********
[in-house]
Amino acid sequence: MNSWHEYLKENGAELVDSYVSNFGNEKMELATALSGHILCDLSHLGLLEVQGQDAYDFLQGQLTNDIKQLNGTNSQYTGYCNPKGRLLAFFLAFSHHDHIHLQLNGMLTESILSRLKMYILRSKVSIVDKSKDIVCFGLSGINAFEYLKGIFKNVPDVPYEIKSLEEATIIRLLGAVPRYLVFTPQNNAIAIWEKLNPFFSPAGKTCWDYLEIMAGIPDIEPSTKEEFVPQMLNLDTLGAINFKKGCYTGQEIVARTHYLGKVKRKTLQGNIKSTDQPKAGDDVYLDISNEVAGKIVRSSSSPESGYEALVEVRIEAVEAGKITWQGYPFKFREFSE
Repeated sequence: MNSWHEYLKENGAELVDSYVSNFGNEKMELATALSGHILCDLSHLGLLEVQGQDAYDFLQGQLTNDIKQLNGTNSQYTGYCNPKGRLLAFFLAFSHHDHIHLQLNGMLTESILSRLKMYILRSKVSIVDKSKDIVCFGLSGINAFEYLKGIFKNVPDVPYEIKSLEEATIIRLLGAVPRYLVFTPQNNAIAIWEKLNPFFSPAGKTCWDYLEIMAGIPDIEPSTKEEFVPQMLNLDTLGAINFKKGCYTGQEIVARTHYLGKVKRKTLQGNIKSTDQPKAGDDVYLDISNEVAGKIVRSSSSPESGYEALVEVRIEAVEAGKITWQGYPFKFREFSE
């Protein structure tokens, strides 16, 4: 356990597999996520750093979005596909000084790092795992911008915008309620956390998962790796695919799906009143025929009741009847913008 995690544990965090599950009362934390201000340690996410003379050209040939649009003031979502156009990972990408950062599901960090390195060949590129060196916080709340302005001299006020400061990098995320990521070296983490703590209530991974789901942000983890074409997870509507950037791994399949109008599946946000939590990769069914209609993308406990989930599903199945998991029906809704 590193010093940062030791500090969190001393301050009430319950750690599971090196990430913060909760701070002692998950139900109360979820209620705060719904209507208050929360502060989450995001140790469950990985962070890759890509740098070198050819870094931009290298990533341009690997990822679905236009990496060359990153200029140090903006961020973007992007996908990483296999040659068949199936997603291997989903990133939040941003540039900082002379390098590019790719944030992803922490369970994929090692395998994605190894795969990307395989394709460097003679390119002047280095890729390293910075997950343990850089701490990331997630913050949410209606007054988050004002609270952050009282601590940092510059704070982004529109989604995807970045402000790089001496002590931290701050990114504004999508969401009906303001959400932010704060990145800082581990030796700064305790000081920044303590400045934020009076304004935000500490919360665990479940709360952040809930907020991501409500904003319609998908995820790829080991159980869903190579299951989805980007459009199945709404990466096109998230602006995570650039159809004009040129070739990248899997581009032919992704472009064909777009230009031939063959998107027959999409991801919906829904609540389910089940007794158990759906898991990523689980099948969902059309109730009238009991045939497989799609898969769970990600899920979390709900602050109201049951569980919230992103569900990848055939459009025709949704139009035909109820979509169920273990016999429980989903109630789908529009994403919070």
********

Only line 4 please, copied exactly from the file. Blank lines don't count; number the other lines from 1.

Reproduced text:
């Protein structure tokens, strides 16, 4: 356990597999996520750093979005596909000084790092795992911008915008309620956390998962790796695919799906009143025929009741009847913008 995690544990965090599950009362934390201000340690996410003379050209040939649009003031979502156009990972990408950062599901960090390195060949590129060196916080709340302005001299006020400061990098995320990521070296983490703590209530991974789901942000983890074409997870509507950037791994399949109008599946946000939590990769069914209609993308406990989930599903199945998991029906809704 590193010093940062030791500090969190001393301050009430319950750690599971090196990430913060909760701070002692998950139900109360979820209620705060719904209507208050929360502060989450995001140790469950990985962070890759890509740098070198050819870094931009290298990533341009690997990822679905236009990496060359990153200029140090903006961020973007992007996908990483296999040659068949199936997603291997989903990133939040941003540039900082002379390098590019790719944030992803922490369970994929090692395998994605190894795969990307395989394709460097003679390119002047280095890729390293910075997950343990850089701490990331997630913050949410209606007054988050004002609270952050009282601590940092510059704070982004529109989604995807970045402000790089001496002590931290701050990114504004999508969401009906303001959400932010704060990145800082581990030796700064305790000081920044303590400045934020009076304004935000500490919360665990479940709360952040809930907020991501409500904003319609998908995820790829080991159980869903190579299951989805980007459009199945709404990466096109998230602006995570650039159809004009040129070739990248899997581009032919992704472009064909777009230009031939063959998107027959999409991801919906829904609540389910089940007794158990759906898991990523689980099948969902059309109730009238009991045939497989799609898969769970990600899920979390709900602050109201049951569980919230992103569900990848055939459009025709949704139009035909109820979509169920273990016999429980989903109630789908529009994403919070």